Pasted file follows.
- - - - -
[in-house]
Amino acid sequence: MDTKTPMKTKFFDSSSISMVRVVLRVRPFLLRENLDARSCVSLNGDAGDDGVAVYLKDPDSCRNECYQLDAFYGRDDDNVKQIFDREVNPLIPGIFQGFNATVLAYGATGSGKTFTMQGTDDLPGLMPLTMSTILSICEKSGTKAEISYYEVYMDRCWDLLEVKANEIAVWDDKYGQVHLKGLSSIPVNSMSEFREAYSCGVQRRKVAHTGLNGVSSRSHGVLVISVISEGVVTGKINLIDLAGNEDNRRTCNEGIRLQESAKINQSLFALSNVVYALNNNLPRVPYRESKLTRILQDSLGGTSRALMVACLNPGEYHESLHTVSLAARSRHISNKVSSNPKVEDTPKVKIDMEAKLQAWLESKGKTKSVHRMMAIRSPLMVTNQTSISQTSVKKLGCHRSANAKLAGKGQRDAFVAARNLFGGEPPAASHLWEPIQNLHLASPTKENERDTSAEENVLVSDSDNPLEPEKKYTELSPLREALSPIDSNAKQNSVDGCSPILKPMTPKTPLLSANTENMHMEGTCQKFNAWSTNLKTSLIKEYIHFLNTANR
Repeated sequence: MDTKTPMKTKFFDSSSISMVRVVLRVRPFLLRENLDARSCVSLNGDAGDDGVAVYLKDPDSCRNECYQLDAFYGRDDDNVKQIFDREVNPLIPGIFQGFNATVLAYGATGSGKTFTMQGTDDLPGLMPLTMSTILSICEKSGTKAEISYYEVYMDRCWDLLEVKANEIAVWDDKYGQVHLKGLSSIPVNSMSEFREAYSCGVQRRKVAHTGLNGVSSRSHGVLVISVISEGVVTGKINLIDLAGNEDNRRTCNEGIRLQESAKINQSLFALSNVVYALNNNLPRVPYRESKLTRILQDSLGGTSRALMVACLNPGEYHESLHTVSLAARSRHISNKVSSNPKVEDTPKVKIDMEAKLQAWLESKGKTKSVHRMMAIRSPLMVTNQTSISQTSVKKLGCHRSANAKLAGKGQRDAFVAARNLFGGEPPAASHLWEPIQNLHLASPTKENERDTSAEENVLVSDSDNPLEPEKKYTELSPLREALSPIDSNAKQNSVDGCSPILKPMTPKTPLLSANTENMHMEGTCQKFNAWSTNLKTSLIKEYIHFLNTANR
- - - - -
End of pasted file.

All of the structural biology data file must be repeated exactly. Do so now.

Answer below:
[in-house]
Amino acid sequence: MDTKTPMKTKFFDSSSISMVRVVLRVRPFLLRENLDARSCVSLNGDAGDDGVAVYLKDPDSCRNECYQLDAFYGRDDDNVKQIFDREVNPLIPGIFQGFNATVLAYGATGSGKTFTMQGTDDLPGLMPLTMSTILSICEKSGTKAEISYYEVYMDRCWDLLEVKANEIAVWDDKYGQVHLKGLSSIPVNSMSEFREAYSCGVQRRKVAHTGLNGVSSRSHGVLVISVISEGVVTGKINLIDLAGNEDNRRTCNEGIRLQESAKINQSLFALSNVVYALNNNLPRVPYRESKLTRILQDSLGGTSRALMVACLNPGEYHESLHTVSLAARSRHISNKVSSNPKVEDTPKVKIDMEAKLQAWLESKGKTKSVHRMMAIRSPLMVTNQTSISQTSVKKLGCHRSANAKLAGKGQRDAFVAARNLFGGEPPAASHLWEPIQNLHLASPTKENERDTSAEENVLVSDSDNPLEPEKKYTELSPLREALSPIDSNAKQNSVDGCSPILKPMTPKTPLLSANTENMHMEGTCQKFNAWSTNLKTSLIKEYIHFLNTANR
Repeated sequence: MDTKTPMKTKFFDSSSISMVRVVLRVRPFLLRENLDARSCVSLNGDAGDDGVAVYLKDPDSCRNECYQLDAFYGRDDDNVKQIFDREVNPLIPGIFQGFNATVLAYGATGSGKTFTMQGTDDLPGLMPLTMSTILSICEKSGTKAEISYYEVYMDRCWDLLEVKANEIAVWDDKYGQVHLKGLSSIPVNSMSEFREAYSCGVQRRKVAHTGLNGVSSRSHGVLVISVISEGVVTGKINLIDLAGNEDNRRTCNEGIRLQESAKINQSLFALSNVVYALNNNLPRVPYRESKLTRILQDSLGGTSRALMVACLNPGEYHESLHTVSLAARSRHISNKVSSNPKVEDTPKVKIDMEAKLQAWLESKGKTKSVHRMMAIRSPLMVTNQTSISQTSVKKLGCHRSANAKLAGKGQRDAFVAARNLFGGEPPAASHLWEPIQNLHLASPTKENERDTSAEENVLVSDSDNPLEPEKKYTELSPLREALSPIDSNAKQNSVDGCSPILKPMTPKTPLLSANTENMHMEGTCQKFNAWSTNLKTSLIKEYIHFLNTANR